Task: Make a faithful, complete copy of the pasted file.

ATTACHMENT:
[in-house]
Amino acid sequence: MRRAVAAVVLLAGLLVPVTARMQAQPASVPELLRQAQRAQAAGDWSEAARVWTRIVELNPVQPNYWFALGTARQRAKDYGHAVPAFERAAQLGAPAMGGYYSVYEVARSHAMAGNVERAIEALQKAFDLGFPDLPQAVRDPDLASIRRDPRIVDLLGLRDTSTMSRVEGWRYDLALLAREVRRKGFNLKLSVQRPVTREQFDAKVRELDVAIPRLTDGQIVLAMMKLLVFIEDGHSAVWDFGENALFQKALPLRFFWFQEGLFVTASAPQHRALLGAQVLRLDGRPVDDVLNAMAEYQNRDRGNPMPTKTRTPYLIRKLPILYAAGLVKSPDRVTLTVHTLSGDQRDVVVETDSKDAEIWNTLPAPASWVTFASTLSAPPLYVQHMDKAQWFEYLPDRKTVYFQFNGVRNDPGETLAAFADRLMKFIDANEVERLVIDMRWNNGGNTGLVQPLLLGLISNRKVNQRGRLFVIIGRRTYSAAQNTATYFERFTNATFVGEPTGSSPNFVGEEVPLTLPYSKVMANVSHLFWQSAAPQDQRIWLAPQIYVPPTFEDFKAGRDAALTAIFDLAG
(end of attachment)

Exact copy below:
[in-house]
Amino acid sequence: MRRAVAAVVLLAGLLVPVTARMQAQPASVPELLRQAQRAQAAGDWSEAARVWTRIVELNPVQPNYWFALGTARQRAKDYGHAVPAFERAAQLGAPAMGGYYSVYEVARSHAMAGNVERAIEALQKAFDLGFPDLPQAVRDPDLASIRRDPRIVDLLGLRDTSTMSRVEGWRYDLALLAREVRRKGFNLKLSVQRPVTREQFDAKVRELDVAIPRLTDGQIVLAMMKLLVFIEDGHSAVWDFGENALFQKALPLRFFWFQEGLFVTASAPQHRALLGAQVLRLDGRPVDDVLNAMAEYQNRDRGNPMPTKTRTPYLIRKLPILYAAGLVKSPDRVTLTVHTLSGDQRDVVVETDSKDAEIWNTLPAPASWVTFASTLSAPPLYVQHMDKAQWFEYLPDRKTVYFQFNGVRNDPGETLAAFADRLMKFIDANEVERLVIDMRWNNGGNTGLVQPLLLGLISNRKVNQRGRLFVIIGRRTYSAAQNTATYFERFTNATFVGEPTGSSPNFVGEEVPLTLPYSKVMANVSHLFWQSAAPQDQRIWLAPQIYVPPTFEDFKAGRDAALTAIFDLAG